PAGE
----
WHAT'S NEW, Friday, 28 July 1989 Washington, DC
THE US TEAM BROUGHT BACK THE GOLD FROM THE XX PHYSICS OLYMPIAD
in Warsaw! In only its fourth year in the venerable international
competition, the US team of five high school students picked up
one gold medal and two bronze medals in competition with teams
from 33 nations. A 14-year-old girl on the American team won a
special award as the youngest competitor in the Olympiad.
. NSF IS DOING POORLY IN THE FY 90 APPROPRIATIONS PROCESS.
full House approved the $2B figure for NSF recommended by the
(WN 14 Jul 89)--an increase of only 6%.
The Senate will not act on its version of the bill until Sept.
3. MEANWHILE, THE SSC IS FLYING HIGH. THE SENATE APPROVED $225M
for the project, $25M more than the House
(WN 30 Jun 89). In the
same bill, the Senate added $30M to an Administration request for
a study of global warming. Initially the money was taken from
the Alternating Gradient Synchrotron at Brookhaven, but Sen.
D'Amato (R-NY) succeeded in restoring $20M of the diverted funds.
4. THE STAGE IS SET FOR A COMPROMISE OF $3.8B FOR SDI IN FY 90.
The Administration had requested $4.9B, but put up only a token
fight. As we predicted, the House cut SDI to $3.1B
(WN 23 Jun 89). To
partially offset the severe House cut, the Senate held
the line at $4.5B, narrowly defeating a move to trim it to $3.9B.
The House and Senate are expected to split the difference.
5. THE HOUSE ALSO CUT FUNDS FOR THE B-2 STEALTH BOMBER.
to build just two in the coming year and threatened to terminate
the program completely if the cost doesn't come down. In the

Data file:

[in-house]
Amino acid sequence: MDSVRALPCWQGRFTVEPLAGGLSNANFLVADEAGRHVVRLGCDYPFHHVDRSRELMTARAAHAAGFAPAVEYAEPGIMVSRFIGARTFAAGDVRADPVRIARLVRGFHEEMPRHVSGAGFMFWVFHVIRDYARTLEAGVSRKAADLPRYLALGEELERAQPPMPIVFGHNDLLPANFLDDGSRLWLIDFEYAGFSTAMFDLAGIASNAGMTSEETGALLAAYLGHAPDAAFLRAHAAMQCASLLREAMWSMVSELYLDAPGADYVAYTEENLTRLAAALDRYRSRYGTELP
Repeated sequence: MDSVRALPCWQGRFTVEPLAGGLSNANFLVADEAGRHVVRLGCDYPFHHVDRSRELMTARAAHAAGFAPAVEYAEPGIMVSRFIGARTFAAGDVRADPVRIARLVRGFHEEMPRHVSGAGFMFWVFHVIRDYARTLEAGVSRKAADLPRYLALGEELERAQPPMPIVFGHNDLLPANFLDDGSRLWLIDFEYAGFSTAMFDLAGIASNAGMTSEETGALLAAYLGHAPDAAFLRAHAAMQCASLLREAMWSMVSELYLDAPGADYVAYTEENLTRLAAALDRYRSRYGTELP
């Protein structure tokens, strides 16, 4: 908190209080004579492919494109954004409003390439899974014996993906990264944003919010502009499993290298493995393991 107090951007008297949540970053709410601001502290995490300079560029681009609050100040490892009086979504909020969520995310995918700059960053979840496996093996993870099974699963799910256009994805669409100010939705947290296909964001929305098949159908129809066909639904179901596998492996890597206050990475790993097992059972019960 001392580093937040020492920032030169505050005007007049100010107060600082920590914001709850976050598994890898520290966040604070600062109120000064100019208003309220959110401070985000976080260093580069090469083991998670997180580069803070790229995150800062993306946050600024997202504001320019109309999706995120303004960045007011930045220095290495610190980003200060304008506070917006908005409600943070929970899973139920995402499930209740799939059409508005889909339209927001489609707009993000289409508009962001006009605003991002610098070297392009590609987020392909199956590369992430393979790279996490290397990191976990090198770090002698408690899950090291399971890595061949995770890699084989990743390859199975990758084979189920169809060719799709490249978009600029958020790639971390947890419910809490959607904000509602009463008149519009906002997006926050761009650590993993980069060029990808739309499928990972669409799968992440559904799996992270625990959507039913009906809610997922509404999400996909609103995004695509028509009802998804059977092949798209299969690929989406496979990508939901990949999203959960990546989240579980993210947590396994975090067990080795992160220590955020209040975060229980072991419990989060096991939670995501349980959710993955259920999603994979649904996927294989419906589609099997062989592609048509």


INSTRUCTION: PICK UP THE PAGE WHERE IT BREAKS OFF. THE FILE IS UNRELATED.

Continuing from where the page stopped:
Senate, both proponents and opponents thought they had won. By a
98-1 vote, the Senators approved most of the money--but delayed
any expenditure until the B-2 proves itself in tests. The House
vote came amidst revelations that Northrup is being investigated
for overbilling. Is the B-2 really stealthy? Well, it was able
to evade detection of the overbilling for several years.
6. FERMILAB WILL HELP YOU GET YOUR Zs!
SLAC looked up from the
race to pin down the mass of the Z only to find Femilab running
alongside. Both reported a mass of about 91 BeV this week. CERN
is hoping to blow them both away with a strong finishing kick.
7. A UTAH ADVISORY PANEL VOTED TO RELEASE $4.5M FOR COLD FUSION.
Last Friday the nine member panel, which is alleged to include
scientists, voted unanamously to release $4.5M in state funds to
start a cold fusion research center at the University of Utah.
The panel cited "a clear body of evidence that claims of excess
heat by Pons and Fleischmann have been duplicated," and was said
to have been reassured that safety concerns have been addressed.
There is certainly no danger from neutrons, but rumors persist of
scientists around the world laughing themselves to death.